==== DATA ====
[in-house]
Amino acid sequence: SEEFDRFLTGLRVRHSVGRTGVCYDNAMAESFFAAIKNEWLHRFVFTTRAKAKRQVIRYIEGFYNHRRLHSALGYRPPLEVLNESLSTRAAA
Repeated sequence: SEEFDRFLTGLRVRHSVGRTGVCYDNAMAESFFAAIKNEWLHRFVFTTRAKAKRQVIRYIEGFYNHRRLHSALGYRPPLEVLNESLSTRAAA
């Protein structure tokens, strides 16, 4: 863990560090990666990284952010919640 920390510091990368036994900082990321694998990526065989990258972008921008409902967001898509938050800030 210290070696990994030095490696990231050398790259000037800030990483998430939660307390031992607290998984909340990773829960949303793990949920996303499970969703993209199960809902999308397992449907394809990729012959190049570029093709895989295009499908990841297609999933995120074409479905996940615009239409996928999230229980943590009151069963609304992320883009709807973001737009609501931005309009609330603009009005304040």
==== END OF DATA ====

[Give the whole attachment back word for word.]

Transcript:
[in-house]
Amino acid sequence: SEEFDRFLTGLRVRHSVGRTGVCYDNAMAESFFAAIKNEWLHRFVFTTRAKAKRQVIRYIEGFYNHRRLHSALGYRPPLEVLNESLSTRAAA
Repeated sequence: SEEFDRFLTGLRVRHSVGRTGVCYDNAMAESFFAAIKNEWLHRFVFTTRAKAKRQVIRYIEGFYNHRRLHSALGYRPPLEVLNESLSTRAAA
């Protein structure tokens, strides 16, 4: 863990560090990666990284952010919640 920390510091990368036994900082990321694998990526065989990258972008921008409902967001898509938050800030 210290070696990994030095490696990231050398790259000037800030990483998430939660307390031992607290998984909340990773829960949303793990949920996303499970969703993209199960809902999308397992449907394809990729012959190049570029093709895989295009499908990841297609999933995120074409479905996940615009239409996928999230229980943590009151069963609304992320883009709807973001737009609501931005309009609330603009009005304040």